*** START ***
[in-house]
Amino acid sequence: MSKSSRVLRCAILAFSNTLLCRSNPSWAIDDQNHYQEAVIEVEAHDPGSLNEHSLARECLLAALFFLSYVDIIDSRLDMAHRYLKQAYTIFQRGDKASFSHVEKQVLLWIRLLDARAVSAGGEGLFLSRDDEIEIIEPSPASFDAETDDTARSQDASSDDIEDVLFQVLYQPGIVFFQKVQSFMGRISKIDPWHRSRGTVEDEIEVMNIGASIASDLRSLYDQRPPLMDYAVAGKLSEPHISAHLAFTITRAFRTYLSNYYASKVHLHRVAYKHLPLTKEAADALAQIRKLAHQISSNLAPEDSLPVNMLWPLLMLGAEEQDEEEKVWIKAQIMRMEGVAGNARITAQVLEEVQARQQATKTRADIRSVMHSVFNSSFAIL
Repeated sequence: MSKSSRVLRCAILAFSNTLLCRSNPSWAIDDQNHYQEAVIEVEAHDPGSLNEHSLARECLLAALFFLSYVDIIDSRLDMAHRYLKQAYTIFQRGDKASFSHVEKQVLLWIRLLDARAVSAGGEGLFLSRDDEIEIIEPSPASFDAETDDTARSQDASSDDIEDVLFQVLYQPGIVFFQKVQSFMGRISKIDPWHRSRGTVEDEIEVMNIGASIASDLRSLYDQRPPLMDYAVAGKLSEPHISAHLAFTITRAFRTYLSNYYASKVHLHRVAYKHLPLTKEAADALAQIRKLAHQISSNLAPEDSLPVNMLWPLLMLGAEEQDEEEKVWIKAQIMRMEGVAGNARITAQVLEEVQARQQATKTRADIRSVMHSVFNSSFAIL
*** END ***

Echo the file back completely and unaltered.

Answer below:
[in-house]
Amino acid sequence: MSKSSRVLRCAILAFSNTLLCRSNPSWAIDDQNHYQEAVIEVEAHDPGSLNEHSLARECLLAALFFLSYVDIIDSRLDMAHRYLKQAYTIFQRGDKASFSHVEKQVLLWIRLLDARAVSAGGEGLFLSRDDEIEIIEPSPASFDAETDDTARSQDASSDDIEDVLFQVLYQPGIVFFQKVQSFMGRISKIDPWHRSRGTVEDEIEVMNIGASIASDLRSLYDQRPPLMDYAVAGKLSEPHISAHLAFTITRAFRTYLSNYYASKVHLHRVAYKHLPLTKEAADALAQIRKLAHQISSNLAPEDSLPVNMLWPLLMLGAEEQDEEEKVWIKAQIMRMEGVAGNARITAQVLEEVQARQQATKTRADIRSVMHSVFNSSFAIL
Repeated sequence: MSKSSRVLRCAILAFSNTLLCRSNPSWAIDDQNHYQEAVIEVEAHDPGSLNEHSLARECLLAALFFLSYVDIIDSRLDMAHRYLKQAYTIFQRGDKASFSHVEKQVLLWIRLLDARAVSAGGEGLFLSRDDEIEIIEPSPASFDAETDDTARSQDASSDDIEDVLFQVLYQPGIVFFQKVQSFMGRISKIDPWHRSRGTVEDEIEVMNIGASIASDLRSLYDQRPPLMDYAVAGKLSEPHISAHLAFTITRAFRTYLSNYYASKVHLHRVAYKHLPLTKEAADALAQIRKLAHQISSNLAPEDSLPVNMLWPLLMLGAEEQDEEEKVWIKAQIMRMEGVAGNARITAQVLEEVQARQQATKTRADIRSVMHSVFNSSFAIL